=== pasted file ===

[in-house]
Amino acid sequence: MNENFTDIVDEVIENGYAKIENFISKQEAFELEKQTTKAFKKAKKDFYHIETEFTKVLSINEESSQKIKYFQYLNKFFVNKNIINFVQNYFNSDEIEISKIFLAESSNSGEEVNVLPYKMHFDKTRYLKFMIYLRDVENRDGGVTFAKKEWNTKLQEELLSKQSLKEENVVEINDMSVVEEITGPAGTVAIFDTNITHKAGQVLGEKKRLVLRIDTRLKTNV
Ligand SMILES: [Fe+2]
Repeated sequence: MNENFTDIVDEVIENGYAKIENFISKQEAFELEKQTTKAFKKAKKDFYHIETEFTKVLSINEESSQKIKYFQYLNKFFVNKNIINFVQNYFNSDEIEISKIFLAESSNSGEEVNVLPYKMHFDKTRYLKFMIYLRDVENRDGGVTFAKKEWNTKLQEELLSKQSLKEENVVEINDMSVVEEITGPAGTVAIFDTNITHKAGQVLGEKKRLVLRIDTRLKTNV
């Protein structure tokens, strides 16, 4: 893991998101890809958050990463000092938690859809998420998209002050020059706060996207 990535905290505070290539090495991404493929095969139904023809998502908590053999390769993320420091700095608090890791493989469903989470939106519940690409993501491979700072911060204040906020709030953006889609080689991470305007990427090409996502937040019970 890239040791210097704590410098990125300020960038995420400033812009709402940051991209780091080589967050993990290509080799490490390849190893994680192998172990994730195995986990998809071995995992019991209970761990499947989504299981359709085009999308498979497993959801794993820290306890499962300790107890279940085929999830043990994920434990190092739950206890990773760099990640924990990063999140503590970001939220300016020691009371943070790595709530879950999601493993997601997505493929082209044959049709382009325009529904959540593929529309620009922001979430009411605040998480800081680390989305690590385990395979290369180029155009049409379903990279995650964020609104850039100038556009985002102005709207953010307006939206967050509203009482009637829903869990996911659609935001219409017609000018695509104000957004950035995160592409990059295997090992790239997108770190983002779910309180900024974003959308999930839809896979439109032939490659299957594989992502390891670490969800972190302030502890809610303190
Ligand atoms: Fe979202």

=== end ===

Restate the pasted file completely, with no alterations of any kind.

[in-house]
Amino acid sequence: MNENFTDIVDEVIENGYAKIENFISKQEAFELEKQTTKAFKKAKKDFYHIETEFTKVLSINEESSQKIKYFQYLNKFFVNKNIINFVQNYFNSDEIEISKIFLAESSNSGEEVNVLPYKMHFDKTRYLKFMIYLRDVENRDGGVTFAKKEWNTKLQEELLSKQSLKEENVVEINDMSVVEEITGPAGTVAIFDTNITHKAGQVLGEKKRLVLRIDTRLKTNV
Ligand SMILES: [Fe+2]
Repeated sequence: MNENFTDIVDEVIENGYAKIENFISKQEAFELEKQTTKAFKKAKKDFYHIETEFTKVLSINEESSQKIKYFQYLNKFFVNKNIINFVQNYFNSDEIEISKIFLAESSNSGEEVNVLPYKMHFDKTRYLKFMIYLRDVENRDGGVTFAKKEWNTKLQEELLSKQSLKEENVVEINDMSVVEEITGPAGTVAIFDTNITHKAGQVLGEKKRLVLRIDTRLKTNV
């Protein structure tokens, strides 16, 4: 893991998101890809958050990463000092938690859809998420998209002050020059706060996207 990535905290505070290539090495991404493929095969139904023809998502908590053999390769993320420091700095608090890791493989469903989470939106519940690409993501491979700072911060204040906020709030953006889609080689991470305007990427090409996502937040019970 890239040791210097704590410098990125300020960038995420400033812009709402940051991209780091080589967050993990290509080799490490390849190893994680192998172990994730195995986990998809071995995992019991209970761990499947989504299981359709085009999308498979497993959801794993820290306890499962300790107890279940085929999830043990994920434990190092739950206890990773760099990640924990990063999140503590970001939220300016020691009371943070790595709530879950999601493993997601997505493929082209044959049709382009325009529904959540593929529309620009922001979430009411605040998480800081680390989305690590385990395979290369180029155009049409379903990279995650964020609104850039100038556009985002102005709207953010307006939206967050509203009482009637829903869990996911659609935001219409017609000018695509104000957004950035995160592409990059295997090992790239997108770190983002779910309180900024974003959308999930839809896979439109032939490659299957594989992502390891670490969800972190302030502890809610303190
Ligand atoms: Fe979202």